As many as one in every four girls and one in every six boys are likely to experience some type of sexual victimization before their eighteenth birthday. This statistic typically causes parental anxiety and paranoia to skyrocket, yet parents and other caregivers can build a family arsenal of knowledge, understanding, and skills that will reduce the risk that children will be targeted while also increasing the likelihood that children will seek help if they are abused.
KNOWLEDGE IS POWER
Contrary to popular belief that sex offenders are strange men who lure children into their cars or alleys with promises of ice cream and candy, over 90% of offenders are men, women and older children whom potential child victims already know and trust. They may be charming, likeable, educated, and well-respected members of the community. In fact, it is these qualities that give offenders easy and frequent access to children. Adequate supervision of children, a healthy level of vigilance, and willingness to trust and follow up on gut-level instincts are the best weapons parents can use on the front lines of prevention.
WHY CHILDREN DON’T TELL
Studies suggest that only one in every ten children who are sexually abused will ever tell anyone. Children find it hard to tell for many reasons. Some children are embarrassed or ashamed by what has happened to them. For others, the offender may have tricked the child into feeling guilty or responsible for the abuse. Children may also hesitate because they don’t wish to cause problems or burden the family, or because they are afraid of what may happen as a result of telling. Others can’t imagine that anyone would believe them because the offender is often a relative, family friend, or respected member of the community.
Sexual abuse cannot be avoided simply by teaching your child a list of “rules” about touching. Most children cannot protect themselves from someone who is older, wiser, and in a position of authority. Recognizing and acknowledging the fact that some grownups have touching problems will take some of the burden of responsibility off the shoulders of children and may increase the likelihood that they will tell.
One in seven children who are abused are under the age of seven, yet many parents feel uncomfortable talking about sexuality and abuse until their children are much older. Children who are at lowest risk are those who have learned from a young age, through teaching and observation, characteristics of healthy relationships.
Teaching toddlers the names for all body parts, including “the names that a doctor would use,” encourages respect and open communication. Young children also learn about communication, safety and equality in relationships, and empathy by watching their caregivers model these qualities. Children who understand these concepts are less likely to be targeted by an offender.
Evidence suggests that children are more likely to disclose abuse when a caretaker opens the door for conversation. Use natural teaching moments to raise topics such as privacy, healthy relationships, and abuse. For example, as your child leaves for a sleepover, take a moment to review the bedtime routine and point out tasks with which your child should and should not need help, such as getting dressed, wiping, and bathing (if possible, consider a “no bathing” rule when on sleepovers). Note that because many schools in the U.S. today continue to teach only stranger danger concepts, parents need to be proactive and comprehensive in addressing this issue with their children.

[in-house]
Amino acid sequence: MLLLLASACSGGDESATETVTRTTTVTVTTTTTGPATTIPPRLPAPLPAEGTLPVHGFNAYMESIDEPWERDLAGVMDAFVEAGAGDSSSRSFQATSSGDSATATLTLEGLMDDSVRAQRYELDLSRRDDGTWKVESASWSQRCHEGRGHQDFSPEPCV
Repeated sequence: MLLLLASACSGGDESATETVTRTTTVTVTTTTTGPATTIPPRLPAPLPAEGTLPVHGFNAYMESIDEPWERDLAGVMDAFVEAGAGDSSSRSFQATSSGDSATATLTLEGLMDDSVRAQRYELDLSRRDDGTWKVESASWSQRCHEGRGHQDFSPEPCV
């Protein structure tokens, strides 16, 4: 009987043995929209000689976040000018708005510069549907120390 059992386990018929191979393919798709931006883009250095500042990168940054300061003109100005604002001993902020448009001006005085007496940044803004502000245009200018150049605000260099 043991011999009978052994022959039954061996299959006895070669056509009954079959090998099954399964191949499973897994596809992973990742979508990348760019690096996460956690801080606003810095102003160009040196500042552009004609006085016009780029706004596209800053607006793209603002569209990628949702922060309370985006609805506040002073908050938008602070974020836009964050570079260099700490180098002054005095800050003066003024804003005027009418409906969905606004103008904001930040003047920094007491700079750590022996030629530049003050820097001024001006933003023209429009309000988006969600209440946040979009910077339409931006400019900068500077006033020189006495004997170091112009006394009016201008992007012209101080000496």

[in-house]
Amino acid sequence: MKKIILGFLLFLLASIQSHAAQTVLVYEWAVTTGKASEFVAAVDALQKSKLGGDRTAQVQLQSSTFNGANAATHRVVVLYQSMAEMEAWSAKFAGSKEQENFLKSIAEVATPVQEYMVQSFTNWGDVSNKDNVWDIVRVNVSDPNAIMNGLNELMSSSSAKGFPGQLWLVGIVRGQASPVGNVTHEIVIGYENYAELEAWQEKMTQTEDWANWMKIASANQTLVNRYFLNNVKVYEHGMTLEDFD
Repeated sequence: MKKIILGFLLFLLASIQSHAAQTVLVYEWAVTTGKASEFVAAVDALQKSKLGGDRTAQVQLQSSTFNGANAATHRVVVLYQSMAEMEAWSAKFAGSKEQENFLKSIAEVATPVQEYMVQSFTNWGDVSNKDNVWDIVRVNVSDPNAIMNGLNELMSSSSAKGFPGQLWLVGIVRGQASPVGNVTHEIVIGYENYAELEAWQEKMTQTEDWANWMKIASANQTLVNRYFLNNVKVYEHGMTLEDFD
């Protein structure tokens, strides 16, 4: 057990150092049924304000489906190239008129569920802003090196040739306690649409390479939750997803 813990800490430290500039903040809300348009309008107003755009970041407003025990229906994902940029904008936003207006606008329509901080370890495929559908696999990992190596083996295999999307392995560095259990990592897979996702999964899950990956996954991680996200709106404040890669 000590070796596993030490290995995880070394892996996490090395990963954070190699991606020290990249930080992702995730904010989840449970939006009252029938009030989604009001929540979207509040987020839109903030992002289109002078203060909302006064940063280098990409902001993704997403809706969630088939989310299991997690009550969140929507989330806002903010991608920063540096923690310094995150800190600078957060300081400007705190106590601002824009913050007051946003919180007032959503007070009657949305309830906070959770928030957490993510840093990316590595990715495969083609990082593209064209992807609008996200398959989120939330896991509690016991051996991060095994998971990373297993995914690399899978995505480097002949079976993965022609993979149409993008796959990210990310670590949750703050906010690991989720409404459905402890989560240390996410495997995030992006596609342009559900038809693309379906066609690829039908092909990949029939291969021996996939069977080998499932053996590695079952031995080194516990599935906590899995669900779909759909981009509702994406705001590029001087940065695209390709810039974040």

When you enroll your child in a new day care, school, or summer camp program, ask questions regarding their policies and procedures for screening employees as well as volunteers. Are employees and volunteers allowed to be alone with children? Do they require employees and volunteers to receive training about sexual abuse awareness, prevention, and reporting?
IF IT HAPPENS
Children very rarely make up stories about abuse. While it may be hard to hear, trust that your child is telling you something that needs to be heard.
Try to remain calm. While shock, fear, anger, and disgust are normal parental feelings in response to this experience, when sensed by a child they can frighten a child into not telling.
Listen carefully, giving your child your full attention. In a private place, allow your child to tell their story in his/her own words.
Refrain from asking closed-ended questions that lead to a “yes” or “no” answer. Instead, ask open-ended questions such as, “What happened next,” “Tell me more,” or “Is there anything more you want to tell me?” Remember that it is not your job to investigate, but only to gather enough information to make a report to authorities.
Be careful not to blame or embarrass the child. Don’t under react or minimize the information. Show love and support as you normally would with words, gestures, and physical affection.
Congratulate your child. Tell them that they did the right thing by sharing, that they showed great courage, and that you will be there to help them in any way that you can.
Reassure your child that they have done nothing wrong. What happened was not their fault. Some adults/older children have touching problems for which they need to get help.
Report the abuse right away to Child Protective Services or the local police. They will work with you to help make sure your child is safe and to coordinate additional services as needed.
Interested in learning more about how to protect your child? Child Safe offers a FREE online training program for parents and other caretakers. Visit childsafeeducation.org for more information or to log on to the free course.#
Courtesy of The Child Safe program of Catholic Charities and Allison West, L.C.S.W.-C., Director of Child Abuse Prevention at the St. Vincent’s Center.